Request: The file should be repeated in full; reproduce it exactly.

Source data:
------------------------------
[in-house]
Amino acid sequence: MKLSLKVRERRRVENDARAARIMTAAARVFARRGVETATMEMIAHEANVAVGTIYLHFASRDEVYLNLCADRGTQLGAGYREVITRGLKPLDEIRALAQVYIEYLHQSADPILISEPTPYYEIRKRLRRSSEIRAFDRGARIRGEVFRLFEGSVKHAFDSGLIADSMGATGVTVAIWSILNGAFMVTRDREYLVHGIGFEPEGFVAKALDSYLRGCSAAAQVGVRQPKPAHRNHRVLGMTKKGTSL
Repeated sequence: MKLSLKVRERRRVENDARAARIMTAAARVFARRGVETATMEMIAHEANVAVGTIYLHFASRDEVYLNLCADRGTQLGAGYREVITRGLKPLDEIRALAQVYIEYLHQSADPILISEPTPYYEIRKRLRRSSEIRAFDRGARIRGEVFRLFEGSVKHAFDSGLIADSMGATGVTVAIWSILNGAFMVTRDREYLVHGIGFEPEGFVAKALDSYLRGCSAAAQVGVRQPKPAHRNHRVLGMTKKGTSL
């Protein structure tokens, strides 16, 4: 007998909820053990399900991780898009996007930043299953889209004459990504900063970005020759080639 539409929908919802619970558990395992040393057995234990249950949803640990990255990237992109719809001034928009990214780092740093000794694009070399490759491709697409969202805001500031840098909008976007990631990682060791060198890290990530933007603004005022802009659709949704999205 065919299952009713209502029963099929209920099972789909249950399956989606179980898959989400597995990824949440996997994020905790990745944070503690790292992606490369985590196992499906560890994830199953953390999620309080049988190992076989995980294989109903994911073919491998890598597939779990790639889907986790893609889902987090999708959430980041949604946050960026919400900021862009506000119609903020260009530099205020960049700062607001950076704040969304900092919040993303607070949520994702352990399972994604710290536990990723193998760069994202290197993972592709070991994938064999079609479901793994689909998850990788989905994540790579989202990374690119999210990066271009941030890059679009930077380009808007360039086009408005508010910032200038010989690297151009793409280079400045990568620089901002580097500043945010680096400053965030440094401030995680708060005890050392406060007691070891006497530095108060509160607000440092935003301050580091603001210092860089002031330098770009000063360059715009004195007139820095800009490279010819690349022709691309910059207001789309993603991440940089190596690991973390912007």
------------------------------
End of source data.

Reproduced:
[in-house]
Amino acid sequence: MKLSLKVRERRRVENDARAARIMTAAARVFARRGVETATMEMIAHEANVAVGTIYLHFASRDEVYLNLCADRGTQLGAGYREVITRGLKPLDEIRALAQVYIEYLHQSADPILISEPTPYYEIRKRLRRSSEIRAFDRGARIRGEVFRLFEGSVKHAFDSGLIADSMGATGVTVAIWSILNGAFMVTRDREYLVHGIGFEPEGFVAKALDSYLRGCSAAAQVGVRQPKPAHRNHRVLGMTKKGTSL
Repeated sequence: MKLSLKVRERRRVENDARAARIMTAAARVFARRGVETATMEMIAHEANVAVGTIYLHFASRDEVYLNLCADRGTQLGAGYREVITRGLKPLDEIRALAQVYIEYLHQSADPILISEPTPYYEIRKRLRRSSEIRAFDRGARIRGEVFRLFEGSVKHAFDSGLIADSMGATGVTVAIWSILNGAFMVTRDREYLVHGIGFEPEGFVAKALDSYLRGCSAAAQVGVRQPKPAHRNHRVLGMTKKGTSL
């Protein structure tokens, strides 16, 4: 007998909820053990399900991780898009996007930043299953889209004459990504900063970005020759080639 539409929908919802619970558990395992040393057995234990249950949803640990990255990237992109719809001034928009990214780092740093000794694009070399490759491709697409969202805001500031840098909008976007990631990682060791060198890290990530933007603004005022802009659709949704999205 065919299952009713209502029963099929209920099972789909249950399956989606179980898959989400597995990824949440996997994020905790990745944070503690790292992606490369985590196992499906560890994830199953953390999620309080049988190992076989995980294989109903994911073919491998890598597939779990790639889907986790893609889902987090999708959430980041949604946050960026919400900021862009506000119609903020260009530099205020960049700062607001950076704040969304900092919040993303607070949520994702352990399972994604710290536990990723193998760069994202290197993972592709070991994938064999079609479901793994689909998850990788989905994540790579989202990374690119999210990066271009941030890059679009930077380009808007360039086009408005508010910032200038010989690297151009793409280079400045990568620089901002580097500043945010680096400053965030440094401030995680708060005890050392406060007691070891006497530095108060509160607000440092935003301050580091603001210092860089002031330098770009000063360059715009004195007139820095800009490279010819690349022709691309910059207001789309993603991440940089190596690991973390912007």